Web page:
Monday 20 February 2012


Everybody had a speciality tuck. One of the things that made going back to the hostel fun was the anticipation of food that would come with your friends. DC got narkol nadus, coconut sweets made in jaggery; Amrita di's besan ke laddu was famous; Lakshmi got a delicious kuler aachar that the two of us finished in one sitting, once! Mothers would normally give tuck that lasted for at least ten days. It did. If you had no friends. Or had prudent ones. I remember DC rationing her narkol nadu & disapproving , 'shob ek diney kheye rekhe de', finish it all in one day. The tone had such authority & practical wisdom that you could not reach for the third one despite the saliva.                                                                                                           
                                                                                                      My box had thekua, narkol nadu & nimki. Having lived in Bihar all our life, Thekua, an authentic Bihari snack, was an inevitable part of the Bengali household. It is generally made as prasad for Chhatt, a festival in honour of the Sun God.                                                                                                                           But to confine a tasty snack to a yearly ritual is such a shame that my mother would make it often at home. Thanks to her pestering children :) One of those pests has now grown up(or so would like to think!) & making Thekua in her own kitchen. Wanna try some?
1. 1 cup wheat flour[will make 6-8]
2. 3/4 cup sugar/jaggery
3. 1/2 cup refined oil(for the dough)
4. 1/4 cup water
5. Chopped coconut- 2tsp
6. Aniseed- 1tsp
7. Raisins- 2tsp(optional)
8. Refined Oil- to deep fry thekua

How to:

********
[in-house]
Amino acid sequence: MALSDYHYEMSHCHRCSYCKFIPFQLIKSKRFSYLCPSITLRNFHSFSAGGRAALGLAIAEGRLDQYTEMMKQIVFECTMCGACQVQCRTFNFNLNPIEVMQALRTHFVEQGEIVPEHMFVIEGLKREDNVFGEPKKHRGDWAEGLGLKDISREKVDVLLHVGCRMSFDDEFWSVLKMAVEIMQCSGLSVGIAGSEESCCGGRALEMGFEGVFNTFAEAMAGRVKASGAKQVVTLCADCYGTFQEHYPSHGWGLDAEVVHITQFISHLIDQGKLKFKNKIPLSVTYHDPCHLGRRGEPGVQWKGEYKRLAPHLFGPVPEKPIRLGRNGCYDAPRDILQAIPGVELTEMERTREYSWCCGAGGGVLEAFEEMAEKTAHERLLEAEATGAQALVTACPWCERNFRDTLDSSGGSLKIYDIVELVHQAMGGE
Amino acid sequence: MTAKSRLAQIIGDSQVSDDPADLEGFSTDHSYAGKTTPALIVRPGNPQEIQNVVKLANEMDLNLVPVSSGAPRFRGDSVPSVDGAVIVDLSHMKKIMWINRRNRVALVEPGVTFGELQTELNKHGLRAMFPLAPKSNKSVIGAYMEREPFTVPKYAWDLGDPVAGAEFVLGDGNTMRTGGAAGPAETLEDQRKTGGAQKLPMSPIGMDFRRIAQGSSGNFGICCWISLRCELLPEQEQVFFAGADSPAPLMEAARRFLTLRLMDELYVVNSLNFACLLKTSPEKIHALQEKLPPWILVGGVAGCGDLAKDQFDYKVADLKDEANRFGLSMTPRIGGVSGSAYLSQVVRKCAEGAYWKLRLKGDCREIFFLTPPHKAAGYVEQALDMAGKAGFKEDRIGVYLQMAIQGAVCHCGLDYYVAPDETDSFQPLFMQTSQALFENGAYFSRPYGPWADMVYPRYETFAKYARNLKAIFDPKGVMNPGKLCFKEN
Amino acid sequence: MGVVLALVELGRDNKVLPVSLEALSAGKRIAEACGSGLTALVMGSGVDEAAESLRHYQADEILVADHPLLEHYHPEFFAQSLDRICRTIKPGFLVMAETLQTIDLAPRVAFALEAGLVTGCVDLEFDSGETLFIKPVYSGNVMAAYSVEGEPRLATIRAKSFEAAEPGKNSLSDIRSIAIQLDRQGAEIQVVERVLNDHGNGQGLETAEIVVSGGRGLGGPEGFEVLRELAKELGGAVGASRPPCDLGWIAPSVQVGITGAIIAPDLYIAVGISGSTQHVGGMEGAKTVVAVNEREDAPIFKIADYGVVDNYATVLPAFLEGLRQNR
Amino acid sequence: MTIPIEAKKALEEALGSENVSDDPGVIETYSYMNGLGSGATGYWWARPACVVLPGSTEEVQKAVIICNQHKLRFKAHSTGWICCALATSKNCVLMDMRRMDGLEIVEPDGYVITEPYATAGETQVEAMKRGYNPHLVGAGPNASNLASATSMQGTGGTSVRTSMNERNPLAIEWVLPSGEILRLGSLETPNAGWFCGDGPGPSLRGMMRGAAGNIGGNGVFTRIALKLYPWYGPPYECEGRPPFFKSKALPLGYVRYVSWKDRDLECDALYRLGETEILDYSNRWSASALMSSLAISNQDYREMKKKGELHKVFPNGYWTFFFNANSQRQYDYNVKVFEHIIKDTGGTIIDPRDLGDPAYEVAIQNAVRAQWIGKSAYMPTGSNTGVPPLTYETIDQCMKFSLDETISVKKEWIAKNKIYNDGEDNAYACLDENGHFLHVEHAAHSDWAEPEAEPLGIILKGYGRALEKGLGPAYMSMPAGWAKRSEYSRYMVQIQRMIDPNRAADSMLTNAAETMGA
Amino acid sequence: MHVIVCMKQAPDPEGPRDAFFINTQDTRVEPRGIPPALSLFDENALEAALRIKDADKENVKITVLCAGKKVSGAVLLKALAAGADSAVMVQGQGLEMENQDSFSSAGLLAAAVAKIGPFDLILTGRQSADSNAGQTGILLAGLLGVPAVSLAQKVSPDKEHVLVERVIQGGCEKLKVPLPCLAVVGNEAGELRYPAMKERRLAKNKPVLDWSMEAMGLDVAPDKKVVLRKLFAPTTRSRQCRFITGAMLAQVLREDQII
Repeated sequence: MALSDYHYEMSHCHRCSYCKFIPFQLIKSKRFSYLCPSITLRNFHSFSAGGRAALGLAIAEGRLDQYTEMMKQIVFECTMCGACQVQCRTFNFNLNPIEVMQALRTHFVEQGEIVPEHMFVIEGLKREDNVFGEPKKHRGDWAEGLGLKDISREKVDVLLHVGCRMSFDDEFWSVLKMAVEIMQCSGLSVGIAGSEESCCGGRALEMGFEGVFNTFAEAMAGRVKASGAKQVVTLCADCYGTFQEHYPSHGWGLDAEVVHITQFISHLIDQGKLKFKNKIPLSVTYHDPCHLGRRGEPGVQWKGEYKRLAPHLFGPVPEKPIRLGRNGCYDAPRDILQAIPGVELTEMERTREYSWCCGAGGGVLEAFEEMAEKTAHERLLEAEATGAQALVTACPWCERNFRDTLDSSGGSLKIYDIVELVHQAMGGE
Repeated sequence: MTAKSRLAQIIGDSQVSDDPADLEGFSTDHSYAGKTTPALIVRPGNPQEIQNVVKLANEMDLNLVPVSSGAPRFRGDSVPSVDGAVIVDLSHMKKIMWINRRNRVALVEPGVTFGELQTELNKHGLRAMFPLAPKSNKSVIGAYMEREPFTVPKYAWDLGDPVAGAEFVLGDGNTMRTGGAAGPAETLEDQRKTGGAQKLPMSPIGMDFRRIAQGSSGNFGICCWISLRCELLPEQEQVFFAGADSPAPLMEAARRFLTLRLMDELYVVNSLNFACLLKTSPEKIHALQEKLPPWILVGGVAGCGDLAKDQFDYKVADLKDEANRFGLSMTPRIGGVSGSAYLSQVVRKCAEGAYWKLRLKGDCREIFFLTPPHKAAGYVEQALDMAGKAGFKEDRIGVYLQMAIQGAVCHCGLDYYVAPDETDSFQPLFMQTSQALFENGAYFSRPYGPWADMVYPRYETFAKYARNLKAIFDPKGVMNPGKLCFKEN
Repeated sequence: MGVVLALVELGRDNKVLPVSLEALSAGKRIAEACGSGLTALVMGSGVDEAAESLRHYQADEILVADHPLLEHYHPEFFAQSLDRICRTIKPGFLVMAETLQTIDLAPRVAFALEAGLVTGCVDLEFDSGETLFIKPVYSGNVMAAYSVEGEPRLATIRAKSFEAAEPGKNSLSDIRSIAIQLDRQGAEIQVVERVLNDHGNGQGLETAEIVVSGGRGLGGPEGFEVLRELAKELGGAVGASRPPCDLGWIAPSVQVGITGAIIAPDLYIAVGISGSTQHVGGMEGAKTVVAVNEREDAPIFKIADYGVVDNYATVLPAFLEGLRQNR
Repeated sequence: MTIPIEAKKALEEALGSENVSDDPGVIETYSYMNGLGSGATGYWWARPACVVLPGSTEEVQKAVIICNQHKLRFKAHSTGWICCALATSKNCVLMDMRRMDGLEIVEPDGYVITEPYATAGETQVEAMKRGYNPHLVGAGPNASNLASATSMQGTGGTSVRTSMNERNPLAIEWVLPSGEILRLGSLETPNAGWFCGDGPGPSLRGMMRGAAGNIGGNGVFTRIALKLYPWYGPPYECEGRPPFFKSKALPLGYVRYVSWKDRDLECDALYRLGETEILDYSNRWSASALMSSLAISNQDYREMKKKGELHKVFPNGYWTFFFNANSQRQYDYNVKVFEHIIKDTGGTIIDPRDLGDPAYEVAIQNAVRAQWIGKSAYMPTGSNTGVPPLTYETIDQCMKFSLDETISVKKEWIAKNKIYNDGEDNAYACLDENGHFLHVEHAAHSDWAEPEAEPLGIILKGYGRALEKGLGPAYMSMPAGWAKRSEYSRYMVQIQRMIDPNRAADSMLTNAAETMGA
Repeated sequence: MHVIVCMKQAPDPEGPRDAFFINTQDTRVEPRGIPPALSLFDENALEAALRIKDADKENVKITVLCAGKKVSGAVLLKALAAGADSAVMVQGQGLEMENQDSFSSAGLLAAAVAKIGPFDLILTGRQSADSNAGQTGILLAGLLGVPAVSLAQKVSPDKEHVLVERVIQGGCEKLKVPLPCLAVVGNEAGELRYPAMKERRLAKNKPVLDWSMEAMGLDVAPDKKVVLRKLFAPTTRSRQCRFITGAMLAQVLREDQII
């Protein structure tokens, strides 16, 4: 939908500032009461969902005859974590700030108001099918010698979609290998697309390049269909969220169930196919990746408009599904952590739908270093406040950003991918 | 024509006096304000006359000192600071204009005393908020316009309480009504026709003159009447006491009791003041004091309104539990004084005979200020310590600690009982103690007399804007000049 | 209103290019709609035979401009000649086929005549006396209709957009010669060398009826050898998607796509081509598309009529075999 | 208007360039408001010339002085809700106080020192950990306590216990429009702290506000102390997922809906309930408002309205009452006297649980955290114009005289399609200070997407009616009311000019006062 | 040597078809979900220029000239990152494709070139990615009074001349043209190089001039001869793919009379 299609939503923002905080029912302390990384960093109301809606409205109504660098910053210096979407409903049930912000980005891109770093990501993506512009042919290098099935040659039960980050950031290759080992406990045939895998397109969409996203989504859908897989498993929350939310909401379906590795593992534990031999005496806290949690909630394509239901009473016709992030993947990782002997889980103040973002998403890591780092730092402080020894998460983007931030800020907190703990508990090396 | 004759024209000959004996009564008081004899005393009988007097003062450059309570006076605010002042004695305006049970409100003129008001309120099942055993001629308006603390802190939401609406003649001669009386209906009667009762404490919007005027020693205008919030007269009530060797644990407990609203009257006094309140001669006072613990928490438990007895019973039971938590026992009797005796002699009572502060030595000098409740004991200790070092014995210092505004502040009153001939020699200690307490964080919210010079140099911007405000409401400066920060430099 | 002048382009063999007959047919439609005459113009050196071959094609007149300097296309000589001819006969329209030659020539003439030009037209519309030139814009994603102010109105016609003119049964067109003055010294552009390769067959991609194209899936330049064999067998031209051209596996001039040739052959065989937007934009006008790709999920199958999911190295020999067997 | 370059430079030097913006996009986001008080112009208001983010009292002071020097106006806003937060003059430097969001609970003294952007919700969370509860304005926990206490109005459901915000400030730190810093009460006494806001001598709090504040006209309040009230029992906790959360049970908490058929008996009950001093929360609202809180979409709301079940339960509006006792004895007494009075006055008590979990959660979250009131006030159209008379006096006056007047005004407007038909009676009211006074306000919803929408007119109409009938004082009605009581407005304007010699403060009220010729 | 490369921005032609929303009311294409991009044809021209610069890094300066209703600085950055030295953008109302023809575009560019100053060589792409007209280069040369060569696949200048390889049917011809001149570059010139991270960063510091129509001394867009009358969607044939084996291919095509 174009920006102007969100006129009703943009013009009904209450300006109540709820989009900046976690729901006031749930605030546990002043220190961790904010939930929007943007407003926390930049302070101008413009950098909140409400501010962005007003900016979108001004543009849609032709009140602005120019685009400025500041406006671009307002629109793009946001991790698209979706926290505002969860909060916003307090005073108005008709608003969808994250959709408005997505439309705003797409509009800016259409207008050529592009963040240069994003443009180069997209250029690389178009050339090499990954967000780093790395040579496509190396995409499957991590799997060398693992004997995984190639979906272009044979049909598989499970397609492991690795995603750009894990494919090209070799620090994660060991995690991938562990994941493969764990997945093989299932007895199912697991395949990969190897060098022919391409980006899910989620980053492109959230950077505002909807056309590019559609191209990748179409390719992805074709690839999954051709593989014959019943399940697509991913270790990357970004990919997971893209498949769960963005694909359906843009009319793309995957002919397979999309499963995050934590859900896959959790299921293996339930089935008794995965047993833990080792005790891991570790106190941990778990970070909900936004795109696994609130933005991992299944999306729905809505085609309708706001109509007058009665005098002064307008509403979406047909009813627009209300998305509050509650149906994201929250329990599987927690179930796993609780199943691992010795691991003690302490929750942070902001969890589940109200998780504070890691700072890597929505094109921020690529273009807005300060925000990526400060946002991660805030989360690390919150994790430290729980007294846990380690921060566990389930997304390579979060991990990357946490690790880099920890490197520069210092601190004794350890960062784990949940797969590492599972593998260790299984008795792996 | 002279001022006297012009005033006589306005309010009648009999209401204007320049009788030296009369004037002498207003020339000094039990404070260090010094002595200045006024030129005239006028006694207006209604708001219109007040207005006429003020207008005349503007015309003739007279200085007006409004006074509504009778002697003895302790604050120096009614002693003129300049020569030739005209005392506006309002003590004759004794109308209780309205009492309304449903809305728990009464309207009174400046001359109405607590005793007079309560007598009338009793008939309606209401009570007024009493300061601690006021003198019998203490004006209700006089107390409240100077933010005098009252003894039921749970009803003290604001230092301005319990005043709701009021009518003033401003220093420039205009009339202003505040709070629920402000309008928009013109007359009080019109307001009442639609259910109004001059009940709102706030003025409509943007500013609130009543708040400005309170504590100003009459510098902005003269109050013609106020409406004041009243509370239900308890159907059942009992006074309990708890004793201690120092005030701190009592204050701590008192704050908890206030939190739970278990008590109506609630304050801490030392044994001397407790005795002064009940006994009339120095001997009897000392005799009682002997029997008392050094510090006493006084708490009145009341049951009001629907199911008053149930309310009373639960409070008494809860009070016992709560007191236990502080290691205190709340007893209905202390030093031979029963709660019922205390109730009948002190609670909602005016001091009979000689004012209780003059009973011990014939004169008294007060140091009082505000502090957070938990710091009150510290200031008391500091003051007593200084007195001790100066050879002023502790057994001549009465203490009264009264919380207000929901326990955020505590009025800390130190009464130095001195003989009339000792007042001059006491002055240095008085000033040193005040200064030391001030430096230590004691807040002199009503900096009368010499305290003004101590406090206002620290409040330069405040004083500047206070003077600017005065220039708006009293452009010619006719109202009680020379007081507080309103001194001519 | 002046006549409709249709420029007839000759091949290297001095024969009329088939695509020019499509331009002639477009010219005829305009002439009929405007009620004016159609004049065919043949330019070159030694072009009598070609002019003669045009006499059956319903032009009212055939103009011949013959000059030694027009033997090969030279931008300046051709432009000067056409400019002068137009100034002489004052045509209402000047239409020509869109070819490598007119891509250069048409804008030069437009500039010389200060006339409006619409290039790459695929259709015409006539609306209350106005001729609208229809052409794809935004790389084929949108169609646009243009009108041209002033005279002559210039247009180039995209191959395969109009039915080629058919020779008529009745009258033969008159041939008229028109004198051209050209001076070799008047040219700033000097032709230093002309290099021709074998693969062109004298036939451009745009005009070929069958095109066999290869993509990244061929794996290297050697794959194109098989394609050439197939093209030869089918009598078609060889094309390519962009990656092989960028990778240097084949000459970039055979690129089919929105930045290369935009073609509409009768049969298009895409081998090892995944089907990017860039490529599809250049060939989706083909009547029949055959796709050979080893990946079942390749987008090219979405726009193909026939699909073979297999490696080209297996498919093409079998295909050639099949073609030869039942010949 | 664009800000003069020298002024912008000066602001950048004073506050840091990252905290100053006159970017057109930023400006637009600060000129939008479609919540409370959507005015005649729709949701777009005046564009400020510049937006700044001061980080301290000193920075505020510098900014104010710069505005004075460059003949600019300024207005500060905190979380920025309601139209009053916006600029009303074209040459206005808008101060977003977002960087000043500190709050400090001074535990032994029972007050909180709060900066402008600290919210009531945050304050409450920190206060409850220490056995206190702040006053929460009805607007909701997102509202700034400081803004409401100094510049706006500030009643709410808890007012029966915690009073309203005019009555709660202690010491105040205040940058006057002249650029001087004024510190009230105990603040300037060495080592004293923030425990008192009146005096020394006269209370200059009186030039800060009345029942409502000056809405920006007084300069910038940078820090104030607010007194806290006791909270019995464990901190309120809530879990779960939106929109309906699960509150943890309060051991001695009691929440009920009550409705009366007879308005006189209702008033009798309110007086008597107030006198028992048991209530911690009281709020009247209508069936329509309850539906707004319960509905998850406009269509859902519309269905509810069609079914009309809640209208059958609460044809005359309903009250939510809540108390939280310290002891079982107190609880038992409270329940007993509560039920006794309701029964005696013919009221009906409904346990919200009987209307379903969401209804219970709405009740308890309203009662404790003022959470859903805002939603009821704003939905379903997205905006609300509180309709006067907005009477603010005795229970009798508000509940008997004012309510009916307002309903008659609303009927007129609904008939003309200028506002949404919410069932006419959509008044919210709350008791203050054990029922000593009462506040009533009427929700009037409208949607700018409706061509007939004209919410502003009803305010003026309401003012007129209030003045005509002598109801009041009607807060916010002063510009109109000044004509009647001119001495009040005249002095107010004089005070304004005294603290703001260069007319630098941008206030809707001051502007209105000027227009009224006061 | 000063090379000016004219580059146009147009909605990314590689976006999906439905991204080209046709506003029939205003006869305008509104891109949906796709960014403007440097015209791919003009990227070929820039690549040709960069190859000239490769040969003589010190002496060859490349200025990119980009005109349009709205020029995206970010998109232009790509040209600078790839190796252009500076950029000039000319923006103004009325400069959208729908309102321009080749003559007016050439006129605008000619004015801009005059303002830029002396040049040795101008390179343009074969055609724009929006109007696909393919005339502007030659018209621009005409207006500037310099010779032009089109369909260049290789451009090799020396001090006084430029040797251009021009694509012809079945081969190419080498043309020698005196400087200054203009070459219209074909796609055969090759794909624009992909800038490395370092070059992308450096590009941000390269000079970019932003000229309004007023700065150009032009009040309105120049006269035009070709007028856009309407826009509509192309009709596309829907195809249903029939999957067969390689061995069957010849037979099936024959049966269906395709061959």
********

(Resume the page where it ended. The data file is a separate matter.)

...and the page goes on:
1. Mix wheat flour, sugar, oil, aniseed, coconut pieces & raisins well. Knead without adding water. As you knead the mixture, the sugar gradually dissolves. Use water sparingly. 

Sprinkle when you need, do not pour water to make thekua dough.

Insight : The secret of crisp thekuas lies in the kneading. Take time to do it.
Using coarse wheat flour is advisable. Use extra bran(chokar) if you can.

Observe: Normally, finely cut coconut(fresh/dry) is used for thekuas. The packet I have is already so fine that I did not chop them into finer pieces.

2. Make equal sized balls & press with a flat bottomed bowl to get a round flat shape.                                                                      
                                                                                                                               Traditionally, thekuas are made on wooden moulds that have floral designs. Use one if you have it.

3. Deep fry the thekuas on medium heat till both sides turn golden brown.

Insight : Thekua will be soft when hot. It hardens when cool.

Store in air tight jar. Thekua has a shelf life of over 15 days. Provided the shelf is so high that the family cannot reach it!


The sugar granules cover the surface if your thekuas are done right. Look at the gorgeous colour & texture. Try it in February so by the time it's Chhatt, you are the best thekua maker in town!

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